I agree with Lista that one of the purposes of a review is “to begin a conversation, not to end it”; but, in my experience, conversation requires hospitality. Doesn’t insult typically shut down the desire for conversation? And isn’t it possible that the timidity or introversion of those writers Lista relegates to law school will yield a literary conversation as compelling as the work from those of us who happen to be extroverts? If a review is also a piece of literature, ought a review not also aspire to be as complex, complicated, and aware-of-form as the work of our most astonishing writers? It is because I agree with Lista that I am surprised to find his own practices do not reflect his stated principles. When reviewing, Lista does not read carefully or accurately. He brings irrelevant observations to bear on a text, so that the particular focus his review remains unclear: is he talking about the book before him, or the free-associations occurring while he reads? He frequently employs insult and invective in his reviews. After reading a review by Lista I am left wondering, is it not possible to share aspects of a work that are difficult for us as a reviewer to appreciate without being, well, assholes to each other? After all, Lista reminds us that we are “adult” and “professional”. Can’t we aim toward the complex rather than the scathing?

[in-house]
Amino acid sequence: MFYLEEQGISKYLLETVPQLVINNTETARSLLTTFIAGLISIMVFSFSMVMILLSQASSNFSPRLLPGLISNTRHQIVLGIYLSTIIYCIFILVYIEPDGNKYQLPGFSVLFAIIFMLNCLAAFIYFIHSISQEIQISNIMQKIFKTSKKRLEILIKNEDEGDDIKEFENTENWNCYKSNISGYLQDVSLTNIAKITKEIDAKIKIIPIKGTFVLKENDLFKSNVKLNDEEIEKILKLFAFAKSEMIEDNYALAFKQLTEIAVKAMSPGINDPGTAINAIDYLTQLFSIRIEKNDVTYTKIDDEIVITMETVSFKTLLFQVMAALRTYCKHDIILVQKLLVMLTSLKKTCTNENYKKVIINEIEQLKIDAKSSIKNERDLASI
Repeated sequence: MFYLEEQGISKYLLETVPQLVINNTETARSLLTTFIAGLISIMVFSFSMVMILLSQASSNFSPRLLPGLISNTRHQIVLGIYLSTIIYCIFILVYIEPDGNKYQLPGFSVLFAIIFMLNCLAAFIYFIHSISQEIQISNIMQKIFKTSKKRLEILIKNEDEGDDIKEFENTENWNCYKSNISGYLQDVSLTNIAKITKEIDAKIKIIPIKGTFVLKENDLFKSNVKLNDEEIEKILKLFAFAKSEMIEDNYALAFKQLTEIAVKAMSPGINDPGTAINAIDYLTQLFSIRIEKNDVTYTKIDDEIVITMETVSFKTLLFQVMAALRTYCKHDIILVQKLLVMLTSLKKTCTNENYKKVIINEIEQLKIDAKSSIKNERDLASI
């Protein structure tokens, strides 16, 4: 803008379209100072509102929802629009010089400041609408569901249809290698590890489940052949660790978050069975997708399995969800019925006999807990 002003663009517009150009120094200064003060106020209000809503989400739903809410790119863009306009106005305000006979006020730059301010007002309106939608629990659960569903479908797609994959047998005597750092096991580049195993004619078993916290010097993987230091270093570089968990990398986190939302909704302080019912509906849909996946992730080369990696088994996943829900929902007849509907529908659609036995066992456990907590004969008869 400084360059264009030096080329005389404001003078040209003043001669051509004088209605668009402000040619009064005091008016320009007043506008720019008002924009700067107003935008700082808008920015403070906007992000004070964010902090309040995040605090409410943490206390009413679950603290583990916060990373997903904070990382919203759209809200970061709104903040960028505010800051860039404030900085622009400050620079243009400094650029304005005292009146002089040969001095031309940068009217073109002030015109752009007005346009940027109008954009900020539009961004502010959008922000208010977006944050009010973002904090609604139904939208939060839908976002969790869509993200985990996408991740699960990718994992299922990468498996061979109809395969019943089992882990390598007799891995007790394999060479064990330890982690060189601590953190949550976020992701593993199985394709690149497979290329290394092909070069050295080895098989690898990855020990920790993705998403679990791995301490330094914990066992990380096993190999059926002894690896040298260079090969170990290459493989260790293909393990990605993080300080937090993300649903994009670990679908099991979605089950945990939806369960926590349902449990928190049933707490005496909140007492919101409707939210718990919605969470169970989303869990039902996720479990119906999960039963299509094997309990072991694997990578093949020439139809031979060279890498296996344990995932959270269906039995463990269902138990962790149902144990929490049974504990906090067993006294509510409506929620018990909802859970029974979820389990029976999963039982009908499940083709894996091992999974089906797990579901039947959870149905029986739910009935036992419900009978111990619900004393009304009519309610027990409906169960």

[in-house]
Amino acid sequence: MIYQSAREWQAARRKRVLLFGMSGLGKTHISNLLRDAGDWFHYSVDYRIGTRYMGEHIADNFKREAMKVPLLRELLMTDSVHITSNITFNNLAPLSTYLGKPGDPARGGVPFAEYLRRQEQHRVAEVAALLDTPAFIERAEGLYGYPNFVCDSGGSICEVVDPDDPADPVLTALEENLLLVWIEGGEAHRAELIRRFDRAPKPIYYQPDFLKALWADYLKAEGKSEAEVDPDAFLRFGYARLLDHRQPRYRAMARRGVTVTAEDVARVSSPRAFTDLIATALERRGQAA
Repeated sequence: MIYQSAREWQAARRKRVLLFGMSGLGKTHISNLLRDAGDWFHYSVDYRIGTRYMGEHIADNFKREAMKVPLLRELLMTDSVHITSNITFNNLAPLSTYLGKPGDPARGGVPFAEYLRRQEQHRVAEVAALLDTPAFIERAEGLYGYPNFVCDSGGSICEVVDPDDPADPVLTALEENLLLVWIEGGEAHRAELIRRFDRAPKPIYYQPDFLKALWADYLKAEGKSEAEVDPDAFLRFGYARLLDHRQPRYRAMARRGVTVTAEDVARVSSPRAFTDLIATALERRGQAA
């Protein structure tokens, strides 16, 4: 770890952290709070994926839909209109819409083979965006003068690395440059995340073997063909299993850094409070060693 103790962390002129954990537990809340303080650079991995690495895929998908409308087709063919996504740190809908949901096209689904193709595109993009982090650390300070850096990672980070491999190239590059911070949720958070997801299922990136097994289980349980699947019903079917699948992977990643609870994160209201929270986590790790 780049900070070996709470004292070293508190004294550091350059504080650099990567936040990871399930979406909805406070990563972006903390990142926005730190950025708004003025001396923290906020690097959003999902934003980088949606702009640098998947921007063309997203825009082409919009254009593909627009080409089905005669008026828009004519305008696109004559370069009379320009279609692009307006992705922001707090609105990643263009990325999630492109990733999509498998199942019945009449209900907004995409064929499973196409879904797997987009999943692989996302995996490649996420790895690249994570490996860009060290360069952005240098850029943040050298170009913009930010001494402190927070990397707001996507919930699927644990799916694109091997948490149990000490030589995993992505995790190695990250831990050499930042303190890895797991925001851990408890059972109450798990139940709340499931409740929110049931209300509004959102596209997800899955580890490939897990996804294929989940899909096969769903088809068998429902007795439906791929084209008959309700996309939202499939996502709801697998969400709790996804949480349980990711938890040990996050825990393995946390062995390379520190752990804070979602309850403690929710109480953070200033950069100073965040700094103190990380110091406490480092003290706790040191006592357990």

If we can agree on doing better than writing reviews that fall into dichotomies of invective or flattery, then I am left wondering what is wrong with Jan Zwicky’s idea that when reviewing we listen. What is wrong with her suggestion that “we give over our attention fully to the other, that we stop worrying about who’s noticing us, that we let the ego go”? We make better lovers when we listen. Isn’t the most mind-blowing sex had when we aren’t worried about what we look like naked or what others will think hearing our pleasure from the open fire-escape window? What I have heard from listening to Zwicky’s essay is not to keep my mouth shut, but to endeavour to find genuine delight in the texture and impulse of the words before me. To think. To be critical. To write about the experience of reading in a way that is as complex as reading is itself. To see if my rules and habits can be changed. (And, if my habits are so stolid that they can’t be changed by the poetry I’m given, perhaps to return the books for another reviewer to read, and request something else.) My reading of CWILA’s pie charts, and my choice to join the organization, was an understanding that CWILA’s mandate is not just quantitative (this isn’t just about adding more women and stirring), but is also qualitative, it is about changing the culture of reviewing in this country. My reading of CWILA’s pie charts makes me think that changing rules and habits is what this continuing conversation is actually all about.